Tuesday, December 26, 2017

Are the persimmon seeds telling the truth?

I have put off reporting on my persimmon seed-reading, because I didn't believe it.
Take a look at the photo at right. The seeds you can actually see to read all are spoons and knives.

I don't trust the seeds any more.

They lied to me for the last couple of years. They were like this year's reading, but the last two winters here were mild. Especially last winter. It was so mild that the municipal utility company's kilowatt-hour sales were down.

Nobody says it is going to be a cold, snowy winter this year, except for my seeds. And everyone else's. Plus the few people I've talked to who have seen woolyworms, or woolybears, say the caterpillars are solid black, no banding, so around here, we read that as a rough winter ahead.

But The Old Farmer's Almanac says it will be a mild winter.

"Winter will be milder than normal, with above-normal precipitation and snowfall. The coldest periods will be from late November into early December, from late December into early January, and in early February. The snowiest periods will be in mid-November, early to mid- and late December, and early February," is what The Old Farmer's Almanac says on Page 229 of the 2018 edition, which I bought last month. I buy it every year, and have for as long as I remember, because that is the almanac Grandpa always bought.

Well, The Old Farmer's Almanac was off this year, for sure. It has been even milder than they predicted, Late November into early December was moderate or warm. Some days I didn't wear a coat or sweater to work, and I get up and arrive before dawn. We got no snow in mid-November, and none in early or mid-December. Here it is in late December, and we finally got the first one of the season.

That is why I opened the seeds, took their picture and then laid them aside. I didn't trust them enough to share them with you, my readers throughout the Heartland and across this great nation.

But now, given recent events, I'm a little concerned. If The Old Farmer's Almanac is this far askew this year, maybe we'll have one of those old-time winters that hit hard on Jan. 1 and blast us all the way through St. Pat's. I remember one of the heaviest snows of my life was on the Ides of March back before I graduated from high school. That was old-timey; maybe we're going to revert to that.  Lord, I hope not.

We got a little bit of snow this past weekend, and it was still cold yesterday, Christmas Day. The National Weather Service says it is going to be below freezing the rest of this week. Maybe on Jan.1, the seeds' prediction will start in. Again, Lord, I hope not.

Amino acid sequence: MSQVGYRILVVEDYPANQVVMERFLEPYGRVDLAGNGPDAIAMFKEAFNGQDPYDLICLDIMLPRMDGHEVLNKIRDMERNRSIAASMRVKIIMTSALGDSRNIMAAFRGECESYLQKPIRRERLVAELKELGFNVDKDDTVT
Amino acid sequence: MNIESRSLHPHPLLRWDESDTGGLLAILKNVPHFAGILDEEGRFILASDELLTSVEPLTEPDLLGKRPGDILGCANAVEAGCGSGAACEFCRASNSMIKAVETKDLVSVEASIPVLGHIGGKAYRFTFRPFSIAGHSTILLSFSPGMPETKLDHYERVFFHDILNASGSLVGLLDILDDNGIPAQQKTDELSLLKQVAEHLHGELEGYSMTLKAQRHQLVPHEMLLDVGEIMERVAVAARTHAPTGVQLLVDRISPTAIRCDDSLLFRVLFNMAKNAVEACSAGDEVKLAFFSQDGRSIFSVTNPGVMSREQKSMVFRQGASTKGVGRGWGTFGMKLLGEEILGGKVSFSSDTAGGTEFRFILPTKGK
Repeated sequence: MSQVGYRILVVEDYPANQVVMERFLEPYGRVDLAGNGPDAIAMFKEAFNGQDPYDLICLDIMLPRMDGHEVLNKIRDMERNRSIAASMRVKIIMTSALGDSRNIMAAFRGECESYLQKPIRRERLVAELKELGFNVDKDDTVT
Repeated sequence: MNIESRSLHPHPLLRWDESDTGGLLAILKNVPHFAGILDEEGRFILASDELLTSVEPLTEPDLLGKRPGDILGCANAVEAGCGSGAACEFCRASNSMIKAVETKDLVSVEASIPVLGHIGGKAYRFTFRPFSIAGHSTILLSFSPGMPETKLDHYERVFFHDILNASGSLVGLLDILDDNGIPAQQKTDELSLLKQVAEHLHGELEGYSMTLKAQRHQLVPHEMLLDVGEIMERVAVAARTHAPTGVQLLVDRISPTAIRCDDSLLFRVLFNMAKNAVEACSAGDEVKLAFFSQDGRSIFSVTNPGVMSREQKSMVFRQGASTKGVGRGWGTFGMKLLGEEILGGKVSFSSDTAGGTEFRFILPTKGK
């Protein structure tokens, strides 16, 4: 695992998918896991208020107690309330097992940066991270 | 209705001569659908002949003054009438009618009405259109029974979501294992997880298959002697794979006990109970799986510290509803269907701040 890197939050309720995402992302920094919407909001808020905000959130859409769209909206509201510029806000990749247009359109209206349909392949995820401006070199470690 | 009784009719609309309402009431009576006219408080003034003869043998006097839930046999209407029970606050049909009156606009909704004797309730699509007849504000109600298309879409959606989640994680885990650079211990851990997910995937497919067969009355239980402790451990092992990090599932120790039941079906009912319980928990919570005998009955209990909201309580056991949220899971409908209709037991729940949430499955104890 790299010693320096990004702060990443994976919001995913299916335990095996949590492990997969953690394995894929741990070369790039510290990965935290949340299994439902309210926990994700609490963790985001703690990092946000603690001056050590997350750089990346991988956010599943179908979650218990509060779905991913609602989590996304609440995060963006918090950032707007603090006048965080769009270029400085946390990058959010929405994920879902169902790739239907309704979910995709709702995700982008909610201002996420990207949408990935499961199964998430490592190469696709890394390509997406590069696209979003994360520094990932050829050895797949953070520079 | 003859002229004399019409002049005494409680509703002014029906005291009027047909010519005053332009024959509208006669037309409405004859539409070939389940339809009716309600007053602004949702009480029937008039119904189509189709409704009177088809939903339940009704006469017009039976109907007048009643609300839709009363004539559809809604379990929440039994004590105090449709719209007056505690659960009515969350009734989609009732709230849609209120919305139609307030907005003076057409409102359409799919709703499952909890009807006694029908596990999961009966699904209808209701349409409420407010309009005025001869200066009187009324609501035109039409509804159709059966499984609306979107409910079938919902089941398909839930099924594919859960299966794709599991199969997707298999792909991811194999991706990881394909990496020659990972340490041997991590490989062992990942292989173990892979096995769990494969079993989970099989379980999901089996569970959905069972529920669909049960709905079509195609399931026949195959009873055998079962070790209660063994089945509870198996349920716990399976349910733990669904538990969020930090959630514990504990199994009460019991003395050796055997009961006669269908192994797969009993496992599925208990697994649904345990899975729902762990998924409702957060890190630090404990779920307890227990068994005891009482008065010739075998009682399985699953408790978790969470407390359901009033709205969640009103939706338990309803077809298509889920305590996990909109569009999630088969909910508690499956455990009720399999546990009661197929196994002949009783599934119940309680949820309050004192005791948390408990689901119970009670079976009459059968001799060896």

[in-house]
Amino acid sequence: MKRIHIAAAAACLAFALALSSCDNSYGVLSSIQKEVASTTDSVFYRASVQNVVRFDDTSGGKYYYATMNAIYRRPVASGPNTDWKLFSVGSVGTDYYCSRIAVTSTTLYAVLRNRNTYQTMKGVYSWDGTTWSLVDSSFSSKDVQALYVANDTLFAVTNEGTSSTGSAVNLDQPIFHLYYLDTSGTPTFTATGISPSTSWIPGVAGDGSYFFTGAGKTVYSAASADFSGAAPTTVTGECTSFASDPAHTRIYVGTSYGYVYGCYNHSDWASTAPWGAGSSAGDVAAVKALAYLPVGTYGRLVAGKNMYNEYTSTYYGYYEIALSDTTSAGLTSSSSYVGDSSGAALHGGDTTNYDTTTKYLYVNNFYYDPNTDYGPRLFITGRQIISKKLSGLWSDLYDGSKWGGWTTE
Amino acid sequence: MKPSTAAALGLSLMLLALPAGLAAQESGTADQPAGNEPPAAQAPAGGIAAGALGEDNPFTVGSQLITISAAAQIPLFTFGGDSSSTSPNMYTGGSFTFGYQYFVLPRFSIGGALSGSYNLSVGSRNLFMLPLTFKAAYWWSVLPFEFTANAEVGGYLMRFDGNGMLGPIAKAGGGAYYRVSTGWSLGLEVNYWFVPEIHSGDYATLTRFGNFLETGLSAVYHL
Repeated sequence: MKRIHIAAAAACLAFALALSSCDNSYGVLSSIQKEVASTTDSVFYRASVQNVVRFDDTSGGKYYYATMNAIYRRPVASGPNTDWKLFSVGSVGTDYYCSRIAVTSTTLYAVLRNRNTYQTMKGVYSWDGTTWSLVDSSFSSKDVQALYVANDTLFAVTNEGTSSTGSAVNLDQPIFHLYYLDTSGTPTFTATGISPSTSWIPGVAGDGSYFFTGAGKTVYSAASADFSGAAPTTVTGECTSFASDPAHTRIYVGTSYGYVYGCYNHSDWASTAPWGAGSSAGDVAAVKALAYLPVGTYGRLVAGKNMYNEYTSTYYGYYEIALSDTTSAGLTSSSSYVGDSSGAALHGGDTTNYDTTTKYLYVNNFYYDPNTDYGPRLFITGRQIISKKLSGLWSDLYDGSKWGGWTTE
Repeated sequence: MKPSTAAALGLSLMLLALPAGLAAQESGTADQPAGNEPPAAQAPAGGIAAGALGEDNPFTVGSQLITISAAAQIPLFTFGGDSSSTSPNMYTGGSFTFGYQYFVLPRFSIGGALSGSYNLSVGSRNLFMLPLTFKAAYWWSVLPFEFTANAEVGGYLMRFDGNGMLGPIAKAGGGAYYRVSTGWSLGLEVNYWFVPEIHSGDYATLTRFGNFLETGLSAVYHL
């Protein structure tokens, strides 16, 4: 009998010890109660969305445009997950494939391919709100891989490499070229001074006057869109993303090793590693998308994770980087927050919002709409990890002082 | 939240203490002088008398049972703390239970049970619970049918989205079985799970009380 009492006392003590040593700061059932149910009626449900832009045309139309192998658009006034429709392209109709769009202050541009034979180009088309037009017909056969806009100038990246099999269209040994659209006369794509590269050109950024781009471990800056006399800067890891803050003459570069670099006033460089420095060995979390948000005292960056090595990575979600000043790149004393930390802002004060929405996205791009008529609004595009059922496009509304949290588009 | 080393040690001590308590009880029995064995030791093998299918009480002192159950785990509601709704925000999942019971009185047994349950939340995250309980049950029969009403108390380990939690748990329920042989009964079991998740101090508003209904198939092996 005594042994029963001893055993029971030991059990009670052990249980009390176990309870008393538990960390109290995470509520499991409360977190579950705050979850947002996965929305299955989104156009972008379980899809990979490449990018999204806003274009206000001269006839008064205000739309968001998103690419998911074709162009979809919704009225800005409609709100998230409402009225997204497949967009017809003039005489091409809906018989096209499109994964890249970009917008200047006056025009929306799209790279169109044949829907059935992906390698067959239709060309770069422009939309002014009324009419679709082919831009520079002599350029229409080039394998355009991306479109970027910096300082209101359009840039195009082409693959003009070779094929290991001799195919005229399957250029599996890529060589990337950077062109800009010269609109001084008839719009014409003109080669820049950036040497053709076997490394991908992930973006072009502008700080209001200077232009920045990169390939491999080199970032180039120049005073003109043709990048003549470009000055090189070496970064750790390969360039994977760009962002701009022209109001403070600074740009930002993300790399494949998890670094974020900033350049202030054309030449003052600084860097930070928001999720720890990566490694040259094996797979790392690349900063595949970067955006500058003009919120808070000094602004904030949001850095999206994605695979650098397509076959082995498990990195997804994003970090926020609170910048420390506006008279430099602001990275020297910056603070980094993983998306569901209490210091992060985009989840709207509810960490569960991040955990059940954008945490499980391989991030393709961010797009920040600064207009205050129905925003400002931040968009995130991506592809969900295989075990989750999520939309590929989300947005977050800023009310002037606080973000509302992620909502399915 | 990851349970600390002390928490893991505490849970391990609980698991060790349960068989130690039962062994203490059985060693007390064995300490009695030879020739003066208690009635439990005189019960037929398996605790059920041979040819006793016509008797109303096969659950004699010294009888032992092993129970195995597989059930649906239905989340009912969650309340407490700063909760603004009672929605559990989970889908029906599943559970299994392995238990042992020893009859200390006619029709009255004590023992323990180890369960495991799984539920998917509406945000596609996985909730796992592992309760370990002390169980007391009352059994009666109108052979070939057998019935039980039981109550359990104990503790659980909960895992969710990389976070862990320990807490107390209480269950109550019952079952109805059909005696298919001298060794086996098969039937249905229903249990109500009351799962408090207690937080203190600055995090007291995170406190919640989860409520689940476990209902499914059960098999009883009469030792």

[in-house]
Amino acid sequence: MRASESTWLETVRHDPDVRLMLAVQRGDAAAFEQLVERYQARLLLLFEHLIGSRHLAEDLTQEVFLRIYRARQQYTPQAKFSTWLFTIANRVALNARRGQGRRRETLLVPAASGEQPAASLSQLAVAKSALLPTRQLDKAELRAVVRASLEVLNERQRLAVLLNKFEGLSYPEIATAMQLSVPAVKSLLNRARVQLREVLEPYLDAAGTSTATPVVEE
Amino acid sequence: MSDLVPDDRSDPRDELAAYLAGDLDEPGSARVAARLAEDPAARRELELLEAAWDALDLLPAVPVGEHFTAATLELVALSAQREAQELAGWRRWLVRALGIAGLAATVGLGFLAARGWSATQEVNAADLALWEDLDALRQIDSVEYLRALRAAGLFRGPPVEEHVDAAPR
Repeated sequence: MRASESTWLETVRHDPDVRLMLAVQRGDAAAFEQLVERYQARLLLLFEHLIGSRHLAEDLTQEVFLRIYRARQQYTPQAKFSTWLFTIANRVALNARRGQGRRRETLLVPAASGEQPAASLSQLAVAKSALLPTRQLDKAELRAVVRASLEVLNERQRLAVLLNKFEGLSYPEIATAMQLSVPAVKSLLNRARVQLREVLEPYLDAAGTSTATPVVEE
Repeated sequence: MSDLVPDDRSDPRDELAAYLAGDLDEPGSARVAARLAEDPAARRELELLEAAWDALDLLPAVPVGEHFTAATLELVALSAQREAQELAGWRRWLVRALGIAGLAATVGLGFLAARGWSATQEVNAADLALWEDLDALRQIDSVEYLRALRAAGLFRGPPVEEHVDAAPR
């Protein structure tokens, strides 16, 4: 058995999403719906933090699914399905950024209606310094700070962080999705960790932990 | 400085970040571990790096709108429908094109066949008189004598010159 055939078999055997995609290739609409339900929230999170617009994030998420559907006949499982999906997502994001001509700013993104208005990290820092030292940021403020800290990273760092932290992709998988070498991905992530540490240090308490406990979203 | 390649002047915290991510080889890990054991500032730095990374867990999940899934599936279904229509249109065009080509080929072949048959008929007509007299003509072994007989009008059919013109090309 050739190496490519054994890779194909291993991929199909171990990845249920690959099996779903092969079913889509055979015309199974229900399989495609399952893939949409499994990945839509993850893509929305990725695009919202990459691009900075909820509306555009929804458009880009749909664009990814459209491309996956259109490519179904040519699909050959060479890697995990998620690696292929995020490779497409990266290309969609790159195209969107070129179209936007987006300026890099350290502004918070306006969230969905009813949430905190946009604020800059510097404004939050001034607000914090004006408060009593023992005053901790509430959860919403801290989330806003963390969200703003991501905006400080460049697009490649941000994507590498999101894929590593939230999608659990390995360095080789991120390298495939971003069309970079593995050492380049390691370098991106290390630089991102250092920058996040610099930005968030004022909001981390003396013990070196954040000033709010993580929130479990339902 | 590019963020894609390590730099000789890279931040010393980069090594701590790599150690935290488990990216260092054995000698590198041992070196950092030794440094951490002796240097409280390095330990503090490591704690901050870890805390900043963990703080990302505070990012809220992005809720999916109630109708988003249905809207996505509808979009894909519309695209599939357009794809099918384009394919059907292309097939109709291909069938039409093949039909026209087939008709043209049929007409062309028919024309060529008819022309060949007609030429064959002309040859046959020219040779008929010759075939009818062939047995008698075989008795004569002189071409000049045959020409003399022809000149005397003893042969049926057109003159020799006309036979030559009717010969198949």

Well, hunker down and stay warm, folks. Throw another log on the fire.

Monday, December 25, 2017

Merry Cold Christmas

Last night, my wife said, “Is this going to qualify as a White Christmas?”

“Well,” I said, thinking about it. “We didn’t get much snow, so it is not a pretty blanket of snow. With the sky overcast, it looks pretty desolate. Still, though, I guess it would indeed qualify as a White Christmas. It will be your first one.”

She is a Texan and she doesn’t mince words.

“Sure not what it’s cracked up to be,” she said.

She had never had snow on Christmas. In fact, growing up in Houston, she rarely saw snow at all.

I asked her, “Do the radio stations play songs like ‘Jingle Bells’ and ‘Walking in a Winter Wonderland’ down there? Does Bing sing ‘I’m dreaming of a White Christmas” on Houston radio?

“Well, of course,” she said. “It snows in some places in Texas.”

She told me how when she was a kid, her mom and dad would pack the family up and drive north of Houston some 50 miles to Cut and Shoot whenever there was a little bit of snow at Uncle Bubba’s and Aunt Sissy’s place.

“It’s a little farther north, so they would get snow, a little, when we didn’t,” she said.

I remember a few years ago when her niece emailed some pictures of her kids’ snowman in Austin. A closer look at the snowman showed that it was next to a child’s sand bucket. It was a cute little miniature snowman made from snow that the kids had scraped off cars and scooped off the ground with the bucket. They had managed to get enough snow to make a little snow feller, though.

My wife wants to move back down to that warm place.

I don’t blame her.

God bless America, God bless Dixie and Merry Christmas to all our readers here in the Heartland and across this great nation.

Weather data
Here is the Rolla weather data for the 24-hour period ending at 7:30 a.m. today, Dec. 25, 2017, Christmas Day:

High temperature: 28 degrees F.

Low temperature: 17 degrees F.

Current temperature: 19 degrees F.

Precipitation: 0.01 inch.

Precipitation for the year: 42.87 inches

Precipitation for the month: 1.01 inch

Snowfall/frozen precipitation: 0.2 inch.

Snowfall/frozen precipitation for the 2017-2018 season: 1.9 inches

Snowfall/frozen precipitation for the year: 4.5 inches.

Snowfall/frozen precipitation for the month: 1.9 inches.

Relative humidity: 86 percent.

These figures are courtesy of S.R. Fraley, National Weather Service cooperative observer up on the campus of the Missouri University of Science & Technology.